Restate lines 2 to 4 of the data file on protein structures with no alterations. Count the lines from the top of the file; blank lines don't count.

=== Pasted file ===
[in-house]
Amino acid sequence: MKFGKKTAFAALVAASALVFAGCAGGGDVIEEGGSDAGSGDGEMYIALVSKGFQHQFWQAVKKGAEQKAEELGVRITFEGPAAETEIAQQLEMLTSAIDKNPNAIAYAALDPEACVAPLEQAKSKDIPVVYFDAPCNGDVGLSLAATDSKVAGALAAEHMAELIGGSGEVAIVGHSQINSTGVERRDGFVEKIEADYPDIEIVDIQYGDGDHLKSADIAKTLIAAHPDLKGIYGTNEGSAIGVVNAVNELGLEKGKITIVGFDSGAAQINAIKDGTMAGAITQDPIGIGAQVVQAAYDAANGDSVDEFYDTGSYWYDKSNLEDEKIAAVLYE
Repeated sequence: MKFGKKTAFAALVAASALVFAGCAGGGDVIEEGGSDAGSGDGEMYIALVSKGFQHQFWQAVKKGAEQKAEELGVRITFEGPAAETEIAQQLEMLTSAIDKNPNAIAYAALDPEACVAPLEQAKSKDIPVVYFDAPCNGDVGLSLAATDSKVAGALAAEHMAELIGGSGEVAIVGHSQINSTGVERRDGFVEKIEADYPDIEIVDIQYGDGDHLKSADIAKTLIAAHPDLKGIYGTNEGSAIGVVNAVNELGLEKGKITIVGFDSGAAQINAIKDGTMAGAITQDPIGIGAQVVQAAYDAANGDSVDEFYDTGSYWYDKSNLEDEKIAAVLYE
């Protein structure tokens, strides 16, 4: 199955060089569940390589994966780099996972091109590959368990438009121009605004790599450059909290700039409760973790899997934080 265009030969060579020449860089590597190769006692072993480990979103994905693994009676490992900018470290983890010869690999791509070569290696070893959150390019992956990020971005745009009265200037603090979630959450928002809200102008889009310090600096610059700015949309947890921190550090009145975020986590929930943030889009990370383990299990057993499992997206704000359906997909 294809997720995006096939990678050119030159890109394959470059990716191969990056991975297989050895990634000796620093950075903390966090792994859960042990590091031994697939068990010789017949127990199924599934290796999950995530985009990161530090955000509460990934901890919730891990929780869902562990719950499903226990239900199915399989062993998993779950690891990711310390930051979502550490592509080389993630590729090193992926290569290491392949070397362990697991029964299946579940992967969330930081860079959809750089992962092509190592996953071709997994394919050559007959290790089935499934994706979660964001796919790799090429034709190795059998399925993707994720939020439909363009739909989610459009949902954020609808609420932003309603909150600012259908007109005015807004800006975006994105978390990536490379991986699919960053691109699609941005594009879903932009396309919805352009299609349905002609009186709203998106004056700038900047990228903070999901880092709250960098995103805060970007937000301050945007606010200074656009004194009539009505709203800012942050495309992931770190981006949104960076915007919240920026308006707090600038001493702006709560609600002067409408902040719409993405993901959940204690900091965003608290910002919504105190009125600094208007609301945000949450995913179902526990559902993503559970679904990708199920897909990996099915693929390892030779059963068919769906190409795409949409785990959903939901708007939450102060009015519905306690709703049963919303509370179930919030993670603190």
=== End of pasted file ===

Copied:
Amino acid sequence: MKFGKKTAFAALVAASALVFAGCAGGGDVIEEGGSDAGSGDGEMYIALVSKGFQHQFWQAVKKGAEQKAEELGVRITFEGPAAETEIAQQLEMLTSAIDKNPNAIAYAALDPEACVAPLEQAKSKDIPVVYFDAPCNGDVGLSLAATDSKVAGALAAEHMAELIGGSGEVAIVGHSQINSTGVERRDGFVEKIEADYPDIEIVDIQYGDGDHLKSADIAKTLIAAHPDLKGIYGTNEGSAIGVVNAVNELGLEKGKITIVGFDSGAAQINAIKDGTMAGAITQDPIGIGAQVVQAAYDAANGDSVDEFYDTGSYWYDKSNLEDEKIAAVLYE
Repeated sequence: MKFGKKTAFAALVAASALVFAGCAGGGDVIEEGGSDAGSGDGEMYIALVSKGFQHQFWQAVKKGAEQKAEELGVRITFEGPAAETEIAQQLEMLTSAIDKNPNAIAYAALDPEACVAPLEQAKSKDIPVVYFDAPCNGDVGLSLAATDSKVAGALAAEHMAELIGGSGEVAIVGHSQINSTGVERRDGFVEKIEADYPDIEIVDIQYGDGDHLKSADIAKTLIAAHPDLKGIYGTNEGSAIGVVNAVNELGLEKGKITIVGFDSGAAQINAIKDGTMAGAITQDPIGIGAQVVQAAYDAANGDSVDEFYDTGSYWYDKSNLEDEKIAAVLYE
């Protein structure tokens, strides 16, 4: 199955060089569940390589994966780099996972091109590959368990438009121009605004790599450059909290700039409760973790899997934080 265009030969060579020449860089590597190769006692072993480990979103994905693994009676490992900018470290983890010869690999791509070569290696070893959150390019992956990020971005745009009265200037603090979630959450928002809200102008889009310090600096610059700015949309947890921190550090009145975020986590929930943030889009990370383990299990057993499992997206704000359906997909 294809997720995006096939990678050119030159890109394959470059990716191969990056991975297989050895990634000796620093950075903390966090792994859960042990590091031994697939068990010789017949127990199924599934290796999950995530985009990161530090955000509460990934901890919730891990929780869902562990719950499903226990239900199915399989062993998993779950690891990711310390930051979502550490592509080389993630590729090193992926290569290491392949070397362990697991029964299946579940992967969330930081860079959809750089992962092509190592996953071709997994394919050559007959290790089935499934994706979660964001796919790799090429034709190795059998399925993707994720939020439909363009739909989610459009949902954020609808609420932003309603909150600012259908007109005015807004800006975006994105978390990536490379991986699919960053691109699609941005594009879903932009396309919805352009299609349905002609009186709203998106004056700038900047990228903070999901880092709250960098995103805060970007937000301050945007606010200074656009004194009539009505709203800012942050495309992931770190981006949104960076915007919240920026308006707090600038001493702006709560609600002067409408902040719409993405993901959940204690900091965003608290910002919504105190009125600094208007609301945000949450995913179902526990559902993503559970679904990708199920897909990996099915693929390892030779059963068919769906190409795409949409785990959903939901708007939450102060009015519905306690709703049963919303509370179930919030993670603190």